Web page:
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With soaring temperatures and extreme weather events, ocean data has never been more important

by Saildrone 25 Aug 2022 19:25 UTC
Two ocean drones are collecting data in the Gulf of Mexico to help monitor weather and the impact of climate change © Saildrone

With life-threatening heat waves experienced around the globe and the hurricane season upon the US, access to ocean data has never been more critical.

The ocean environment is a key driver of weather patterns on land. Unless we understand our oceans, the insights we can gain about our changing climate and its impact on humanity are limited.

To ensure the flow of ocean data continues uninterrupted for weather forecasting, Saildrone, in collaboration with the NOAA's National Data Buoy Center (NDBC), is sending two uncrewed surface vehicles (USVs) into the Gulf of Mexico to collect data in two areas currently experiencing buoy outages.

The NDBC has over 200 moored weather buoys collecting ocean data around the globe. Maintaining the network of buoys and all their sensors is a big job that requires experts to travel on ships for weeks at a time far from shore to reach and repair the buoys. Two weather buoys in the middle of the Gulf of Mexico are slated for repair in the coming weeks. Until they are back online, Saildrone USVs will collect and send ocean data to the NDBC beginning on August 22, 2022, which will be shared with climatologists and weather forecasters around the world via the Global Telecommunication System (GTS).

The ocean covers 70% of the earth's surface, so climatologists use the limited ocean observations they can obtain to estimate measurements for near and longer-term global forecasts. These forecasts are important and serve many purposes ranging from ocean conditions and hurricane prediction to maritime safety for the shipping industry, which transports 80% of goods around the globe, providing jobs for almost 650,000 Americans, and $150 billion in annual economic output.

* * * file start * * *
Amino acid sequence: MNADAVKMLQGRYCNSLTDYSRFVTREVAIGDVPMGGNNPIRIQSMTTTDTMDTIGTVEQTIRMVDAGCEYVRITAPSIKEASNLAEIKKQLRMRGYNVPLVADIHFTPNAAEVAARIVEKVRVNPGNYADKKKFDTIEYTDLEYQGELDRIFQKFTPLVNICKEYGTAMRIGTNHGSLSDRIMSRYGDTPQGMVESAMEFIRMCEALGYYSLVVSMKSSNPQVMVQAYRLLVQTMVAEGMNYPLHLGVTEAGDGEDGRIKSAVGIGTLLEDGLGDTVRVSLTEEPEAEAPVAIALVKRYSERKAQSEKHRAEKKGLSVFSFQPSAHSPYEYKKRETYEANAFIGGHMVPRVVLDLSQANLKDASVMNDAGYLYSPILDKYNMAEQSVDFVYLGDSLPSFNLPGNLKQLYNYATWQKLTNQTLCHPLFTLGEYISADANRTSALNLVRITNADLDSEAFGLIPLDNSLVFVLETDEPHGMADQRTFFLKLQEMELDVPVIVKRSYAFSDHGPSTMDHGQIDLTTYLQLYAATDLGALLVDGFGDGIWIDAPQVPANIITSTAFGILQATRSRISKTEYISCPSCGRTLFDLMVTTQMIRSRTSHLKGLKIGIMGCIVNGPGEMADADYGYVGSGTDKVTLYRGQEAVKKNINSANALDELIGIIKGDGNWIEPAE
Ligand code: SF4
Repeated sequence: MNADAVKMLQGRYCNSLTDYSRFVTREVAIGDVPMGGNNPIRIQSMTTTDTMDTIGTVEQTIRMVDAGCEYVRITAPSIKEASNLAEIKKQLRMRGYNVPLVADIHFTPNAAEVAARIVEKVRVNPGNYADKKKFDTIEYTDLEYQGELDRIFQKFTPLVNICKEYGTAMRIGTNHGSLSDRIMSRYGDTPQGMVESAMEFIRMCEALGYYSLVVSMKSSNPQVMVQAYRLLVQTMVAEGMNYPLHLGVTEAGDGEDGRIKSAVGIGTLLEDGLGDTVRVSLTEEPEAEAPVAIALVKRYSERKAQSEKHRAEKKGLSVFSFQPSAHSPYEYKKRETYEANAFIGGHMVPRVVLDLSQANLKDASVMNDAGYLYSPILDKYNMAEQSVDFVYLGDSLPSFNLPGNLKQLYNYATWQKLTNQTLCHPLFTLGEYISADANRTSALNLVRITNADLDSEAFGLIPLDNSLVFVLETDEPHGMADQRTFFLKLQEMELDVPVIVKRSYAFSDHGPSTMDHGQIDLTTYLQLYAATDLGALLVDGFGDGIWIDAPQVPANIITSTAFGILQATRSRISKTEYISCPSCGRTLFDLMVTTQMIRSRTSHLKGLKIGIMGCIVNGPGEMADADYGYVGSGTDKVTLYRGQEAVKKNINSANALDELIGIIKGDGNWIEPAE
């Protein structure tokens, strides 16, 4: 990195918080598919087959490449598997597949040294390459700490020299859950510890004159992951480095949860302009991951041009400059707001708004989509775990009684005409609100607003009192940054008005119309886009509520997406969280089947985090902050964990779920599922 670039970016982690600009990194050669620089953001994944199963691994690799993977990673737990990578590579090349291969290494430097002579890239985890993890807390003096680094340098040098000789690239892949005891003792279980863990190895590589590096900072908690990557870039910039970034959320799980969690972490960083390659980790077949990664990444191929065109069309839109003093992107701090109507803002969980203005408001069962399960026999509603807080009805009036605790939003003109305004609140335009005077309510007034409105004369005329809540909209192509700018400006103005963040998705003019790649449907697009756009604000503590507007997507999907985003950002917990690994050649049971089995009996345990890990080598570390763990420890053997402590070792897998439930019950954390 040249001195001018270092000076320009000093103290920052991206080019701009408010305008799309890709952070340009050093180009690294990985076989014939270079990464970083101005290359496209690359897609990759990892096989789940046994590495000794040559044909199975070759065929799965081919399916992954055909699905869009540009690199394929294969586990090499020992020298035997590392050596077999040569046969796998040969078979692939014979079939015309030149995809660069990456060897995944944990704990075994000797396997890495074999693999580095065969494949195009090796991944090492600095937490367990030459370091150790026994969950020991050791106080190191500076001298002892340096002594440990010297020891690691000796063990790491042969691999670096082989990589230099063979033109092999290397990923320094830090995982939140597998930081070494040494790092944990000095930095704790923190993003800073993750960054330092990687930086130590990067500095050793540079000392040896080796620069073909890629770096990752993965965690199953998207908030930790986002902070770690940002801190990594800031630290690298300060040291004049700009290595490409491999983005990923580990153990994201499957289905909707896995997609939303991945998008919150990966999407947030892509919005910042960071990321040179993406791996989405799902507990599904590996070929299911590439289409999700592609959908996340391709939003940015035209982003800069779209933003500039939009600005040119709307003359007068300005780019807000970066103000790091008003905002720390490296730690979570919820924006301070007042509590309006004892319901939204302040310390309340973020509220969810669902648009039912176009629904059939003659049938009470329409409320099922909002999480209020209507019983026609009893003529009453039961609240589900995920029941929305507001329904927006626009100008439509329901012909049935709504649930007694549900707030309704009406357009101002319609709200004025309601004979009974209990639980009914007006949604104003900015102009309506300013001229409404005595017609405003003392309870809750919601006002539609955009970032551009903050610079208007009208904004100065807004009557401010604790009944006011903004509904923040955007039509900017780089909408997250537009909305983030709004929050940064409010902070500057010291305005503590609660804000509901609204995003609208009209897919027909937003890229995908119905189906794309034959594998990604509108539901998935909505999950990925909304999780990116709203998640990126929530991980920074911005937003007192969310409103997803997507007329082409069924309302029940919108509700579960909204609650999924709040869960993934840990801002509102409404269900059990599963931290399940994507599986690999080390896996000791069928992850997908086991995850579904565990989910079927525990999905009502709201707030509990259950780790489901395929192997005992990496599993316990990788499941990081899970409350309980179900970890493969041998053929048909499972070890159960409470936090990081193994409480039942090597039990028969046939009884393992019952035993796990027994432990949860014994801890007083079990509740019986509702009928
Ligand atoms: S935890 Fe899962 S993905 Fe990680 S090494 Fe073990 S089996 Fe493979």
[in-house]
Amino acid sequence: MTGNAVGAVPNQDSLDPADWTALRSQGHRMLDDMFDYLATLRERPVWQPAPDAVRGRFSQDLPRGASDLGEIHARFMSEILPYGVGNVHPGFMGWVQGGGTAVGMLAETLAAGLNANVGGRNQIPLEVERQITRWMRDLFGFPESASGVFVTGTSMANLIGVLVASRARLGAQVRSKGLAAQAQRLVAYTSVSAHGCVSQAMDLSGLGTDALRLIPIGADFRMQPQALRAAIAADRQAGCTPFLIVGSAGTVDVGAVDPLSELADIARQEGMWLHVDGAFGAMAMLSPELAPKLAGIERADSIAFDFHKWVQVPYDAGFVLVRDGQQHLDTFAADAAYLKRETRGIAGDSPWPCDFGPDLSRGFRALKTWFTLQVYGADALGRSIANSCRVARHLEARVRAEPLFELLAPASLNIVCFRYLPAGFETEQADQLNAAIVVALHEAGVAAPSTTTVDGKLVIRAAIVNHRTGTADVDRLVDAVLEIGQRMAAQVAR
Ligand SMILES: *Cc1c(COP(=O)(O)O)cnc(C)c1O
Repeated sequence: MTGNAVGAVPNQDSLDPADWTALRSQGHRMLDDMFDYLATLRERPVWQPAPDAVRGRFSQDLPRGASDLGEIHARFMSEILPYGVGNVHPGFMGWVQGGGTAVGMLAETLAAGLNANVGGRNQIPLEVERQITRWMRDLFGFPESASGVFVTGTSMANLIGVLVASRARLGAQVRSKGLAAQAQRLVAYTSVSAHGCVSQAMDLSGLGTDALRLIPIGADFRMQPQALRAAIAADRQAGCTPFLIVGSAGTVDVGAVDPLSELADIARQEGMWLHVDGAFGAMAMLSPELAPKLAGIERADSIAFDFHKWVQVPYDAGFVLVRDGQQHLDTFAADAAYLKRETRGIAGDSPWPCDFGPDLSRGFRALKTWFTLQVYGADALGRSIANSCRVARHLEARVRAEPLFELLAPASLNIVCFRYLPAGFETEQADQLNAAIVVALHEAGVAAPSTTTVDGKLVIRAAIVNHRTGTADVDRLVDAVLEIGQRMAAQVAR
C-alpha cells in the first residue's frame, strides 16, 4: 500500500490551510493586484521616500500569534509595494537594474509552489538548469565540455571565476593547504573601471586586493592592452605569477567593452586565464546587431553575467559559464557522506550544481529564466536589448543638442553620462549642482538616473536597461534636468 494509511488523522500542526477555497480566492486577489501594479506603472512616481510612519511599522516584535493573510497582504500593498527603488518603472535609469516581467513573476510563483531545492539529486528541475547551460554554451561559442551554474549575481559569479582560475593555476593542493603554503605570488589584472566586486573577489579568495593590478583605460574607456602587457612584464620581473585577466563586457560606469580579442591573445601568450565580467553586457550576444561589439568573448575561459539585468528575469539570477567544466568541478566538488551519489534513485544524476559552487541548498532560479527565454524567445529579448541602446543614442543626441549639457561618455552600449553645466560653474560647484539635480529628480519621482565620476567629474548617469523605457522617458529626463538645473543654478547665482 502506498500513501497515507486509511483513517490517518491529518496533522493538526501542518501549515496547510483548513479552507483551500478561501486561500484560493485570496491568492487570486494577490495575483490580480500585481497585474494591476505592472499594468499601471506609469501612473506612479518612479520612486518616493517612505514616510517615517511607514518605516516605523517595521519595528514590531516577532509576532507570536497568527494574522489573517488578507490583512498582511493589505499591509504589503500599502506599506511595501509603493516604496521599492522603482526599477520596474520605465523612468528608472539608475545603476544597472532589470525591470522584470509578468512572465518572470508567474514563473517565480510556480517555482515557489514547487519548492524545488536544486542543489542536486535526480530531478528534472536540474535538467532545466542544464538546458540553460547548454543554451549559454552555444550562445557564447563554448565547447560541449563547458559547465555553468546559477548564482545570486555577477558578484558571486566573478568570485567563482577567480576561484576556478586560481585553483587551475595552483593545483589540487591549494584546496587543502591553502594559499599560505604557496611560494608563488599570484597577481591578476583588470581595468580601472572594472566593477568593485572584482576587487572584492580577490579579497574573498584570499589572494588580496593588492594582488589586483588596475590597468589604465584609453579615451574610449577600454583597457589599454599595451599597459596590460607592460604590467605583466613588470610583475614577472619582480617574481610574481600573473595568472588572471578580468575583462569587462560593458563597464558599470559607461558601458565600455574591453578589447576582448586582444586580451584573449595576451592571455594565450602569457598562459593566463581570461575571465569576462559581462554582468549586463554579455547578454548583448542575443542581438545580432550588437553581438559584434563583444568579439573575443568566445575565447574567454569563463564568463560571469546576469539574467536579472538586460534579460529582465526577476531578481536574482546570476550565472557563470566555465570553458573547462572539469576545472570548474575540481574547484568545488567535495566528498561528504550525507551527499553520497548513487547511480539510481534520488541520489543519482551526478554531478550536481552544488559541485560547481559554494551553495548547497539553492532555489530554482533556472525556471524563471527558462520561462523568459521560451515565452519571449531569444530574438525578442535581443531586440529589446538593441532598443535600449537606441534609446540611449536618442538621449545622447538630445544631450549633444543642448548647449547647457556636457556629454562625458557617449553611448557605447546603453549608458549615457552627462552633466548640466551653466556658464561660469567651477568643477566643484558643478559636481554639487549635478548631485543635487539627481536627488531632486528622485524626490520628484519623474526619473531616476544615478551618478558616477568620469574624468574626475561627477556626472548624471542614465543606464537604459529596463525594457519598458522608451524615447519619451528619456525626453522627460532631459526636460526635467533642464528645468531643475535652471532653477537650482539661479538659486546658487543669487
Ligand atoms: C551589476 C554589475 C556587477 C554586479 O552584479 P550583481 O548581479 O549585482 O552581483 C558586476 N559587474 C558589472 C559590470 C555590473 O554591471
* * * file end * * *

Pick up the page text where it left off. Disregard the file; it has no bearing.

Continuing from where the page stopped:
"We are excited to establish this partnership with Saildrone. These two stations in the central Gulf of Mexico, 42001 and 42003, have operated in the same locations for almost fifty years, providing a critical long-term climatology record of atmospheric and oceanographic conditions," said William Burnett, Ph.D., director of NOAA's National Data Buoy Center. "At times when these deep-ocean stations stop reporting, the ability to quickly send uncrewed vessels to mitigate the outage until we can service the platforms is essential. Saildrone has been partnering with us to explore new ways to leverage technology to collect this data in a safe and sustainable manner. There are large amounts of the ocean still unobserved with in-situ atmospheric instrumentation, expanding the marine observation network will dramatically improve weather and ocean warnings and prediction."

"NDBC performs a critical role in the monitoring and prediction of global weather patterns," said Matt Womble, Saildrone director of ocean data programs. "We are excited to be taking part in this mission and look forward to demonstrating the value Saildrone can bring to the sustainable collection of more ocean data in the future."

The Saildrone Explorer is a 23-foot wind and solar-powered uncrewed surface vehicle (USV) designed to collect high-resolution ocean data in remote areas of the ocean while creating a zero-carbon footprint. Saildrone USVs are deployed and recovered from any oceanside dock and are designed to fit into a shipping container for transit to any launch site. Once launched, they can make their own way to the area of study, returning to port at the end of the mission.

The capabilities of Saildrone USVs make them an ideal solution to quickly mitigate outages within moored buoy networks, particularly in more remote areas of the ocean, and dramatically increase observations in large data sparse regions of the ocean.

Saildrones can sail to regions that are not instrumented, stay in the desired location for up to 365 days, and then return to port for maintenance and sensor calibration. This eliminates the need for large, crewed ships to travel hundreds of miles into remote or dangerous waters, both improving maritime safety and decreasing costs associated with additional ocean data collection.

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